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Single-Payer Healthcare Gave Me Back My Life

Its Selection Is Not A Choice


It happened in the late-‘oughts after decades of targeted barbs in the media about Canada’s healthcare system. In retrospect studies found this narrative of long “wait times”, medical “refugees” and substandard, even rationed care to be, simply, propaganda.


But just personally, it has been my lived experience in America as a survivor of several head and neck tumors, to be excluded from any employment not bundled with the benefit of large-group insurance, which accepts preexisting conditions. By necessity of my very existence, my lifelong work experience from the get-go has been limited to enormous institutions with premium insurance contracts, e.g., academia, government. The fiction of “choice” afforded by the free market has quite simply been a permanent, existential, cruel tease.


In my 40’s I developed neurological problems treated with ganglia blocks and then surgery. And subsequent to this I was diagnosed with a pain syndrome I concluded to be like “phantom limb” syndrome where perception is of a physical reality that does not exist:  and there is no way to “fix” what isn’t there. The very real, excruciating pain I experienced was an interpretation, not a reality.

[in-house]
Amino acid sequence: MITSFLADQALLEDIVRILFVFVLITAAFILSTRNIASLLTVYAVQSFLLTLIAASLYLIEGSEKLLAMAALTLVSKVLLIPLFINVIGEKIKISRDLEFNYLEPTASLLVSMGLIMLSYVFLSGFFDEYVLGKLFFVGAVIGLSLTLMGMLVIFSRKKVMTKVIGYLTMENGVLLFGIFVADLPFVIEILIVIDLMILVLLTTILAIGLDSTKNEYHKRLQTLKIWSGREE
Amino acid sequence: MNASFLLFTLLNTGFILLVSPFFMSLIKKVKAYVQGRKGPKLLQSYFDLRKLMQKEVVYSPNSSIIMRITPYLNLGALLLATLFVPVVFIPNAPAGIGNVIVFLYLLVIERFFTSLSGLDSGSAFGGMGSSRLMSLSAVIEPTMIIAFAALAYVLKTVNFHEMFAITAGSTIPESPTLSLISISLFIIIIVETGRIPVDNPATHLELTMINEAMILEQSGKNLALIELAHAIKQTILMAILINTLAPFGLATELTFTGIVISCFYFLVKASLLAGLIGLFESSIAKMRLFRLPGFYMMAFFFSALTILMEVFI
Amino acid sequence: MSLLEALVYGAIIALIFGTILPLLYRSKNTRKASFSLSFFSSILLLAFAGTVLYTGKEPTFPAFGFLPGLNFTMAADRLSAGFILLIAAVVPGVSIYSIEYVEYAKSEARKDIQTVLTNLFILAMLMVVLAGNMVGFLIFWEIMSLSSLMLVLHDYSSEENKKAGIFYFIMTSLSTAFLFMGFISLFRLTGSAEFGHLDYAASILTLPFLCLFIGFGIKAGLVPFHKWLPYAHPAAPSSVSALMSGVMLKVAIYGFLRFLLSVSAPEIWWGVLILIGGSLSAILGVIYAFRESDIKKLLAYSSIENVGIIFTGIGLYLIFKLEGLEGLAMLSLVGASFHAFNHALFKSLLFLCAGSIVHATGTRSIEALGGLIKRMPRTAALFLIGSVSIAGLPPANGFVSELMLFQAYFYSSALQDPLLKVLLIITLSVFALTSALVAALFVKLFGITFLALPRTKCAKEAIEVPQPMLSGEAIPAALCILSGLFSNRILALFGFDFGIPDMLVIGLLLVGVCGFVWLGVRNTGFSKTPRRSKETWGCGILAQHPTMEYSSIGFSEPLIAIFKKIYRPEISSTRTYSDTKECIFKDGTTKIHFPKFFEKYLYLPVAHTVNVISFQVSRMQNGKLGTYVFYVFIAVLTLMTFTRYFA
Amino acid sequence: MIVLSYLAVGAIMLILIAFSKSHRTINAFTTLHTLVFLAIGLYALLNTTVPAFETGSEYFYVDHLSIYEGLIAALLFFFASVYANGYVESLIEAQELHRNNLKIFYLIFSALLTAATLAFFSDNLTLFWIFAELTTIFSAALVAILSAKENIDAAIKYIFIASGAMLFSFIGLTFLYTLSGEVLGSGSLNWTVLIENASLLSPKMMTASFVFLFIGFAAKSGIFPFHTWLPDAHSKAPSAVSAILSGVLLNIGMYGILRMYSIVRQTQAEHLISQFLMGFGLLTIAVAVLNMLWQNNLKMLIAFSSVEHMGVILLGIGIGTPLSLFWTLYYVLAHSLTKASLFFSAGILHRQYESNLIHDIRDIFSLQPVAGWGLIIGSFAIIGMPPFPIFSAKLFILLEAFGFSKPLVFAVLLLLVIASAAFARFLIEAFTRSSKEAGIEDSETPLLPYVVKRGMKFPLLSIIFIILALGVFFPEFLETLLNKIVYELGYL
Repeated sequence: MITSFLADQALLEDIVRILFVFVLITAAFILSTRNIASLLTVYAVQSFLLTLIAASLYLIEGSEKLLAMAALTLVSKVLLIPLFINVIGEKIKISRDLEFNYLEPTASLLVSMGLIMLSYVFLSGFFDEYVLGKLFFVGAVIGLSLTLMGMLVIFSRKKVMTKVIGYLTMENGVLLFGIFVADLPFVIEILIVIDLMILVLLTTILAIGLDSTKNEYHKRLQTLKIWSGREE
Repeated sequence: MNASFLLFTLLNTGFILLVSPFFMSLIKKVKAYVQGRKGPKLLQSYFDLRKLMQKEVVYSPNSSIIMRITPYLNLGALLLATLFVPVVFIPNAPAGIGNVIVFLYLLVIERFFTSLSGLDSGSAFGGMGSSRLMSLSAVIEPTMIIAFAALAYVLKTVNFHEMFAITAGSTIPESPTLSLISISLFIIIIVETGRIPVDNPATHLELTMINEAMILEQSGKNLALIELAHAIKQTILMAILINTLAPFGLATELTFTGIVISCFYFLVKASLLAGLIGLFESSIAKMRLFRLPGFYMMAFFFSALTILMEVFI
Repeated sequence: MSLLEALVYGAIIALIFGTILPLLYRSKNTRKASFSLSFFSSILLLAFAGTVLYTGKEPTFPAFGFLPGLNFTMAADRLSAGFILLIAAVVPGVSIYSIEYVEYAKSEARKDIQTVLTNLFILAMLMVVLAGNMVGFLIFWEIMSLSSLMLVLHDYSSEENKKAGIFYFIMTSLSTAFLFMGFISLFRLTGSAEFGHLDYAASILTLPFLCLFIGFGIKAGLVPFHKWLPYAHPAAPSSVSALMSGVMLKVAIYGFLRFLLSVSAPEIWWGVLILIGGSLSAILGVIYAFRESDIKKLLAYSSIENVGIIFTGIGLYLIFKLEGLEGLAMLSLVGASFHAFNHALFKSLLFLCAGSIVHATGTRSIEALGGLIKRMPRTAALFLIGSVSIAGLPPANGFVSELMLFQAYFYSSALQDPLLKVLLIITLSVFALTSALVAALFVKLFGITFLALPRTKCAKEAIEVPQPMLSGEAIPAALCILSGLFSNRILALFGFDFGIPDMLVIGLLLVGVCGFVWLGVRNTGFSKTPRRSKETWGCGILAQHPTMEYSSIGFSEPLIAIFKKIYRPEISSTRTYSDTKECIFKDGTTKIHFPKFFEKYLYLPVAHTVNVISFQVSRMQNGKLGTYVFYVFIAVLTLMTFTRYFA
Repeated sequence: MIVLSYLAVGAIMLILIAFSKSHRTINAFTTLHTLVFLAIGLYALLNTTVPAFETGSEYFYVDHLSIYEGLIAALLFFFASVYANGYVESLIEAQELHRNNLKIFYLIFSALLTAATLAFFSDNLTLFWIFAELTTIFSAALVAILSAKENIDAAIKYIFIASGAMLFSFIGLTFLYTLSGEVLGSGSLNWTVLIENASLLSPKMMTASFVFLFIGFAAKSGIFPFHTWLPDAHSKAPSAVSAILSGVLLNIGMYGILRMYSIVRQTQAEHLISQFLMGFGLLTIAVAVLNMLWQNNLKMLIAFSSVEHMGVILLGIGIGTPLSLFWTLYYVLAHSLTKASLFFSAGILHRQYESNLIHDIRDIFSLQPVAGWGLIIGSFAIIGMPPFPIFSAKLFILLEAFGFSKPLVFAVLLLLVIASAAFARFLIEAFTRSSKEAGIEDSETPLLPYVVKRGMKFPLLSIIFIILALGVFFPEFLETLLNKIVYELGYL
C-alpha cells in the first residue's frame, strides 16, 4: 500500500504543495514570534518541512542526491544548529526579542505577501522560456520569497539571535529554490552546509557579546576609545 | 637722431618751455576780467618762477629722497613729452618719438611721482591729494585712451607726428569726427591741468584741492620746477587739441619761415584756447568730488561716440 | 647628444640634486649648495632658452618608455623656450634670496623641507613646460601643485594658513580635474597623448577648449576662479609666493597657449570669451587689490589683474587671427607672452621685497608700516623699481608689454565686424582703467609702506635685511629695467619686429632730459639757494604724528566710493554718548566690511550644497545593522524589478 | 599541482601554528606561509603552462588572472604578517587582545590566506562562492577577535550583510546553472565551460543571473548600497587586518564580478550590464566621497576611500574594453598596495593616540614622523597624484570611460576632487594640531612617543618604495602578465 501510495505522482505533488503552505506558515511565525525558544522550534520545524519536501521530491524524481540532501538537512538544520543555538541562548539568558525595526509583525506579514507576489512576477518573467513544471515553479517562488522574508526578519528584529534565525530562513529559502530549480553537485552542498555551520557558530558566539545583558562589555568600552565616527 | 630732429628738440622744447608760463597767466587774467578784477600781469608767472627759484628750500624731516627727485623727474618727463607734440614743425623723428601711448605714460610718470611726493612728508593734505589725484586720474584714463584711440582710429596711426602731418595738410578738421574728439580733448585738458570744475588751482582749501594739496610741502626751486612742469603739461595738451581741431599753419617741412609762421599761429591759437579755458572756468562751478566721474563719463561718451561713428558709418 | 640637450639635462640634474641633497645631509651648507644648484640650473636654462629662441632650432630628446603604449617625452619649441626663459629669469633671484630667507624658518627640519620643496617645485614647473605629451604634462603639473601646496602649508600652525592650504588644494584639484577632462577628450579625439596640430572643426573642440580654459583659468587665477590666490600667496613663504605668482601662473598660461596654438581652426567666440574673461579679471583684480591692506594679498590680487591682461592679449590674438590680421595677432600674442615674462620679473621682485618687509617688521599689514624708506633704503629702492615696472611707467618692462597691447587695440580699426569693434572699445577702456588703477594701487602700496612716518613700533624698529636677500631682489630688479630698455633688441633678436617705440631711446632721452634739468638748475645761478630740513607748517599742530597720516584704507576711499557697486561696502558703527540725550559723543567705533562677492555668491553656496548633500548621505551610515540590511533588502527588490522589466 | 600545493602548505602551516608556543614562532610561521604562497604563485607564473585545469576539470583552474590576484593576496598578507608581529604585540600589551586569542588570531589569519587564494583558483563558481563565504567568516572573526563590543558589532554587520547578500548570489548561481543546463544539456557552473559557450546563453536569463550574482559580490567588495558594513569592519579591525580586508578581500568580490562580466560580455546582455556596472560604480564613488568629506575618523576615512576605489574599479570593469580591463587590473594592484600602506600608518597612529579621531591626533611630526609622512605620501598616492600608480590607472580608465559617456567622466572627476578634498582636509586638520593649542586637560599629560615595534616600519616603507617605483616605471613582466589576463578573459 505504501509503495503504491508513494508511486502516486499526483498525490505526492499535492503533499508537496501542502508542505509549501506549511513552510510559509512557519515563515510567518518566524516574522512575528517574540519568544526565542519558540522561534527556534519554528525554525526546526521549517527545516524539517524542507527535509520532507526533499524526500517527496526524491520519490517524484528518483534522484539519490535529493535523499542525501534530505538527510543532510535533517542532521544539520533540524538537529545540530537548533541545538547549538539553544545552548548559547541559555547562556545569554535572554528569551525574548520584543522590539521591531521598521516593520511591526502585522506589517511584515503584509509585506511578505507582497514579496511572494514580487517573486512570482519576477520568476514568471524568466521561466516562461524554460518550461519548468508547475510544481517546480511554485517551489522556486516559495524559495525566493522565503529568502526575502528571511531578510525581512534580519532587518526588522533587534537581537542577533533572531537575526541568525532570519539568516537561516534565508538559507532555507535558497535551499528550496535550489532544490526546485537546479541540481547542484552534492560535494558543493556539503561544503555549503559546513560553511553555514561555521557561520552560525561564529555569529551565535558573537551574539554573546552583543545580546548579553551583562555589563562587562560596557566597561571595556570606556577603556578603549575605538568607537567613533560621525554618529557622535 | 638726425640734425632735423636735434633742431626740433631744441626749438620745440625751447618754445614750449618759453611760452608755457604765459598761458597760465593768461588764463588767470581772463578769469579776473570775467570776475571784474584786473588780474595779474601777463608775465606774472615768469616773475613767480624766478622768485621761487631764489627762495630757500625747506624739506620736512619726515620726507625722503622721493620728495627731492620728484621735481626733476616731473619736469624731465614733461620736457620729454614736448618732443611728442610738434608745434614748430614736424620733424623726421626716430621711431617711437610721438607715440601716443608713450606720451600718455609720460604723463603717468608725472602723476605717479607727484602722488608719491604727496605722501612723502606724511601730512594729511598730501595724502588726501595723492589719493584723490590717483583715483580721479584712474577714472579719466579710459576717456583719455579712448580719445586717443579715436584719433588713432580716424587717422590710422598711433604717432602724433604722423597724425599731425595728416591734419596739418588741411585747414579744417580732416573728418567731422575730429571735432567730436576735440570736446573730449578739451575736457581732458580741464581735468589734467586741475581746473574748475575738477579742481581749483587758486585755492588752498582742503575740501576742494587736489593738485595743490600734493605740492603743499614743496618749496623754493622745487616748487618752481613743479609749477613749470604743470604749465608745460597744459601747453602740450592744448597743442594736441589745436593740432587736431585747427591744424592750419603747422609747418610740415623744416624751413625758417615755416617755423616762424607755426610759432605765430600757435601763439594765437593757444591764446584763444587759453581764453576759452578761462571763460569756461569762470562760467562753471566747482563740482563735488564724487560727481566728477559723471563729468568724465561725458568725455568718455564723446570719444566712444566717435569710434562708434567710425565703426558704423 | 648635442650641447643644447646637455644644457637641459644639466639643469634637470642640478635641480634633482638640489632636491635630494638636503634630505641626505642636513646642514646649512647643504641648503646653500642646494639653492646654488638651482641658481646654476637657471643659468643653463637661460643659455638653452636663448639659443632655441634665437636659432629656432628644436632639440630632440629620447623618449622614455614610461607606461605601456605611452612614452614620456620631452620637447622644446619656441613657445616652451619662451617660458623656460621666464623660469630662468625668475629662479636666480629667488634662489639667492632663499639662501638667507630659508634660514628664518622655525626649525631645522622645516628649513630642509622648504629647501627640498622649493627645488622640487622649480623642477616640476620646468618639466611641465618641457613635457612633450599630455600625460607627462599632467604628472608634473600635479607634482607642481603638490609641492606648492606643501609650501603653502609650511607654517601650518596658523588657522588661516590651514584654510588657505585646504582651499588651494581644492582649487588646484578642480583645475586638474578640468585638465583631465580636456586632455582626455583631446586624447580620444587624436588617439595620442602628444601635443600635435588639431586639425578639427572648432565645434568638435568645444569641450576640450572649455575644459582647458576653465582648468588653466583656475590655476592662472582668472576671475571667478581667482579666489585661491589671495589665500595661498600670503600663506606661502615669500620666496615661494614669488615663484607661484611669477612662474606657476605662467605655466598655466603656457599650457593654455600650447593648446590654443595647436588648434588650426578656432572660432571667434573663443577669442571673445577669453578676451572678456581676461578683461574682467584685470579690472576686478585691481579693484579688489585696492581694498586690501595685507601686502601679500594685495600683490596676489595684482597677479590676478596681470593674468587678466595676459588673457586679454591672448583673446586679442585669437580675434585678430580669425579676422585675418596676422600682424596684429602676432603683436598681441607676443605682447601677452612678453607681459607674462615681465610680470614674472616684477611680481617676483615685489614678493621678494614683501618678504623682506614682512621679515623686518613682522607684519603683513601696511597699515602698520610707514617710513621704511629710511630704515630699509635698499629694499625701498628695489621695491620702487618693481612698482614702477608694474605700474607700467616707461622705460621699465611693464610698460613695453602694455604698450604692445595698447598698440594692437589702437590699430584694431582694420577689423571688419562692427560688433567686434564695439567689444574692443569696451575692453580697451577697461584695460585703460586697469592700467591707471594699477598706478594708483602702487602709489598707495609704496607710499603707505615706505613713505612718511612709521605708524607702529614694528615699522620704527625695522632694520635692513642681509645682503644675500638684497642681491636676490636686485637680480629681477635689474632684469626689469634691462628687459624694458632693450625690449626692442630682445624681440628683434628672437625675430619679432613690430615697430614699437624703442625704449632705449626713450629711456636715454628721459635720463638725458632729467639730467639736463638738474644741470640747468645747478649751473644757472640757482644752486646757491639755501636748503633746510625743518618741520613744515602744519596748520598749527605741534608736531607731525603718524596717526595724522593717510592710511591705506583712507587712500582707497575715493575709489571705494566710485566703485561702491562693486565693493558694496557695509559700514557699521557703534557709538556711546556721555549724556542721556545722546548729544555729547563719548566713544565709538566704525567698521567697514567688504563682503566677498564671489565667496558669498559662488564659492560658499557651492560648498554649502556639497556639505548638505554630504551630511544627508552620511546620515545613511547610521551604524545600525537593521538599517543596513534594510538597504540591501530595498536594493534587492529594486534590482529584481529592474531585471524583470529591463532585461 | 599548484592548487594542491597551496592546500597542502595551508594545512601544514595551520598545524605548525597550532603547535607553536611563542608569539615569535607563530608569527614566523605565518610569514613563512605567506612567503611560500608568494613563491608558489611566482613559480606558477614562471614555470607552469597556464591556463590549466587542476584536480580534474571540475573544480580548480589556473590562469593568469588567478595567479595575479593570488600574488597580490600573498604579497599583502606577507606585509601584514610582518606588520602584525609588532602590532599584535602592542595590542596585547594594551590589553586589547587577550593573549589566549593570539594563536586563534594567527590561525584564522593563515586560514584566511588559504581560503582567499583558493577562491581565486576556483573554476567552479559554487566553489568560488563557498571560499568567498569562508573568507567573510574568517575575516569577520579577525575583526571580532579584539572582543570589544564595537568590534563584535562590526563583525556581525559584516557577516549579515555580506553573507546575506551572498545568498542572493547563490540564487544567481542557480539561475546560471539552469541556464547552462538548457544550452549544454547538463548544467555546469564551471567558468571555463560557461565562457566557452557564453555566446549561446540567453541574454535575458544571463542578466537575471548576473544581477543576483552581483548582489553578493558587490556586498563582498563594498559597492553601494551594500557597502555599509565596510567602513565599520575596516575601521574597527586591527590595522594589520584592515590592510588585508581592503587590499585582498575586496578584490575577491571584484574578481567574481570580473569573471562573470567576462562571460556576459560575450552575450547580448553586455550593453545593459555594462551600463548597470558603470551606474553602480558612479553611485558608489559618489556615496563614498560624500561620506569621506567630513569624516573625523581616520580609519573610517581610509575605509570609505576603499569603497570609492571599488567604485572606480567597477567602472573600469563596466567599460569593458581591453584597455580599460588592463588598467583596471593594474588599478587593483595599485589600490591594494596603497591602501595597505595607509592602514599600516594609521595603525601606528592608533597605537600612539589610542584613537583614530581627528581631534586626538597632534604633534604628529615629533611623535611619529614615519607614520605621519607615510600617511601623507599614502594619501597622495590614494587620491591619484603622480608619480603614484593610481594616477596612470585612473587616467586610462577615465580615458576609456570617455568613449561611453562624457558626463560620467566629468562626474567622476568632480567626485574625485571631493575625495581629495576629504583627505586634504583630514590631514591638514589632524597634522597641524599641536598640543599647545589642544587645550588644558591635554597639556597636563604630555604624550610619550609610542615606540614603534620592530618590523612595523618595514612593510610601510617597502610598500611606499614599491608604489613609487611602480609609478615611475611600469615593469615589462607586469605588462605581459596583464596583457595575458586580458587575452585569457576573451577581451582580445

The prognosis is poor and treatment is inexact. Physical therapy with expensive, never-ending copayments appropriated a significant fraction of each session to gathering metrics for the insurance company rather than therapy to address my pain. After one such session devoted entirely to untherapeutic measurements I dragged myself into a stairwell and just sobbed. I could not have explained my anguish to concerned passersby if I tried. I was out of options. And when the insurance company refused to pay for more treatment I agreed that assuming full responsibility for such tenuous care could well be pointless.


Then my husband accepted a sabbatical position in Canada. As a guest of the government his family was entitled to their national insurance coverage. I was inducted into the Canadian medical system following a serious bicycle accident. And when they undertook to treat me for my unrelated, preexisting condition, to my skepticism regarding appropriateness and ROI, they responded:  “it does not matter how or when you acquired this problem, the task is to address it.”

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